Fri Feb 21, 2014, 03:19 PM
silvershadow (10,336 posts)
Railroads Agree To Wide-Ranging Safety Measures For Crude Oil Shipments After Derailments
BILLINGS, Mont. (AP) — Railroads that haul volatile crude shipments have reached an agreement with U.S. transportation officials to adopt wide-ranging, voluntary safety measures after a string of explosive and deadly accidents.
A copy of the agreement between the U.S. Transportation Department and the Association of American Railroads was obtained Friday by The Associated Press.
It calls for railroads to slow down oil trains through major cities, increase track inspections and bolster emergency response planning along routes that carry trains hauling up to 3 million gallons of oil each. Those trains travel thousands of miles from oil producing areas, including the Northern Plains, to coastal refineries.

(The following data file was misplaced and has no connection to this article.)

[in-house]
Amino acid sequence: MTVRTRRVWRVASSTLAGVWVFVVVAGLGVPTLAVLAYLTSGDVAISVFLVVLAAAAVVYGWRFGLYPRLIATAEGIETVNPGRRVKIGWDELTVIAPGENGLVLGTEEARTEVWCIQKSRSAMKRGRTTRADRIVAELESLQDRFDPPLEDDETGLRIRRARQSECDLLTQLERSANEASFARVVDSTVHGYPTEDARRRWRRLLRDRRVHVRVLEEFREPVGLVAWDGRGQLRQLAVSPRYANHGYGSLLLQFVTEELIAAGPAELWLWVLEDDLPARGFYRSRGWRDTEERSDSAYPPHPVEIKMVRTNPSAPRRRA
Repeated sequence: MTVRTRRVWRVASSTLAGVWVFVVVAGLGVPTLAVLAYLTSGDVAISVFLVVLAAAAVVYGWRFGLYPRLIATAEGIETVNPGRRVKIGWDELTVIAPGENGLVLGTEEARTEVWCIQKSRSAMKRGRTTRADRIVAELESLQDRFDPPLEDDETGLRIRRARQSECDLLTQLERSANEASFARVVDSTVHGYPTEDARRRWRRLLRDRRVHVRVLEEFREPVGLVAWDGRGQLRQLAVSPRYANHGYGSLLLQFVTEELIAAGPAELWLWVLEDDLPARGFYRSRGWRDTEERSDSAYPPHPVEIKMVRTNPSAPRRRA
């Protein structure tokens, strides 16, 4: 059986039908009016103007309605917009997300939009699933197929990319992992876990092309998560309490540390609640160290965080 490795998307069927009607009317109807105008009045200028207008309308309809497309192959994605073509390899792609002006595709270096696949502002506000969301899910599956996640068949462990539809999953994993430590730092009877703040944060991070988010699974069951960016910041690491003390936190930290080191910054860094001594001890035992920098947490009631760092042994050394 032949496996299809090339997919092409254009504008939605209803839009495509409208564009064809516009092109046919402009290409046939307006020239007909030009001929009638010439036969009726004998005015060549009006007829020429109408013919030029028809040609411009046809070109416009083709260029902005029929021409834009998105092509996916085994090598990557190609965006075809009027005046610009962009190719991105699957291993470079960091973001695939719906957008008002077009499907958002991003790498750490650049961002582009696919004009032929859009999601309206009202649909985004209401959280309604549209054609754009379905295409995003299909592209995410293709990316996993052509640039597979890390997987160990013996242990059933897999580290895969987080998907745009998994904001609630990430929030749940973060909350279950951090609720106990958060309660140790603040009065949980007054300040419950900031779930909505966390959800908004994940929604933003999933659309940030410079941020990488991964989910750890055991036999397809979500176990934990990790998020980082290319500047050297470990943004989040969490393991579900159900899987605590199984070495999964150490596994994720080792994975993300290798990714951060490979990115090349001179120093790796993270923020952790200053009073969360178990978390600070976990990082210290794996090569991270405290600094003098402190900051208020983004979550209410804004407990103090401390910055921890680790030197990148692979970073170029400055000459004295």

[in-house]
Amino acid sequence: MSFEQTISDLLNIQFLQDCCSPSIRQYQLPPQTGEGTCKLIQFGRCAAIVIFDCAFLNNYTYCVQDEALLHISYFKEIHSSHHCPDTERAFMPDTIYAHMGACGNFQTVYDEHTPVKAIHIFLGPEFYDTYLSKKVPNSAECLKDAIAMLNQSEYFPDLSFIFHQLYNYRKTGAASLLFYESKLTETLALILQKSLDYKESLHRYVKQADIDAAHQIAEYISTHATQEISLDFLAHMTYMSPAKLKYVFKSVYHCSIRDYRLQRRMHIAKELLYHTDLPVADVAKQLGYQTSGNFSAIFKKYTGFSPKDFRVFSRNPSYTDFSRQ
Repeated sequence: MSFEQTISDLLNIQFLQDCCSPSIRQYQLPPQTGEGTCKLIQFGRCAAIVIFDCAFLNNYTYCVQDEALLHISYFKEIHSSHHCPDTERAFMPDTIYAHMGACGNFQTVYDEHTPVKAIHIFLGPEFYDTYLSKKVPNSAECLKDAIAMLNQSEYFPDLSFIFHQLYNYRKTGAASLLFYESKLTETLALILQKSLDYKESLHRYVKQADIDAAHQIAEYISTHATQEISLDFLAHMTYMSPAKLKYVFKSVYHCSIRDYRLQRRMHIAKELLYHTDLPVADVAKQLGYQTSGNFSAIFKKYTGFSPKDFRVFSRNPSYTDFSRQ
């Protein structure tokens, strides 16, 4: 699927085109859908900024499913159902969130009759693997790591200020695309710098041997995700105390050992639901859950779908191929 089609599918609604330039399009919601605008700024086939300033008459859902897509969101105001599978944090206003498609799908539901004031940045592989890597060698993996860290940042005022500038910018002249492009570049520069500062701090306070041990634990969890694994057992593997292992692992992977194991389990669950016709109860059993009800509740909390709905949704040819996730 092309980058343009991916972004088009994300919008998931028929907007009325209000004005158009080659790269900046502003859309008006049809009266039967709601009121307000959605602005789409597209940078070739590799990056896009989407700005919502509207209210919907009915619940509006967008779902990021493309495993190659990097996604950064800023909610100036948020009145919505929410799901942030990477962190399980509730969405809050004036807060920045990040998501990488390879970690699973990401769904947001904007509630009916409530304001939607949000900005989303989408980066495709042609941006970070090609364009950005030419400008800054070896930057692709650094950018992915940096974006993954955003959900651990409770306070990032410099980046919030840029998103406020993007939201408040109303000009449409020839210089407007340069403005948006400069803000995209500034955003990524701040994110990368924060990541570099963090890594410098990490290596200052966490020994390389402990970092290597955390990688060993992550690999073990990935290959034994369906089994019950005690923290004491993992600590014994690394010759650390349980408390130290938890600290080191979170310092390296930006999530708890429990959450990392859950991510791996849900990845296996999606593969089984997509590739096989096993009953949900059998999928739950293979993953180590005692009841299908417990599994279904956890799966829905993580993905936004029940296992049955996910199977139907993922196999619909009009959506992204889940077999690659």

The agreement does not resolve concerns over another fuel, ethanol, that's also seen a spate of accidents as production has increased. Railroads and federal officials said they would address separately a design flaw in tens of thousands of tank cars that make them prone to rupture during derailments.
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Railroads Agree To Wide-Ranging Safety Measures For Crude Oil Shipments After Derailments (Original post)
Response to silvershadow (Original post)
Fri Feb 21, 2014, 03:45 PM
pinboy3niner (51,697 posts)
1. Related ~ Exclusive: BNSF to move into tank car ownership with safer oil fleet
By Kristen Hays and Cezary Podkul
HOUSTON/NEW YORK Thu Feb 20, 2014 6:08pm EST
(Reuters) - BNSF Railway Co plans to move into tank car ownership and buy its own fleet of up to 5,000 new crude oil tank cars with safety features that exceed the latest industry standards, the unit of investor Warren Buffett's Berkshire Hathaway Inc (BRKa.N) said on Thursday.
The unusual step by one of the largest U.S. railroads aims to reduce the risks of moving crude by rail after several recent accidents, including one involving a BNSF train in North Dakota in December.
The company, a major mover of crude by rail throughout the United States, plans to seek bids from railcar makers for up to 5,000 new tank cars with thicker walls and ends, increased protection of safety and pressure valves, and other features that go beyond industry standards adopted two years ago.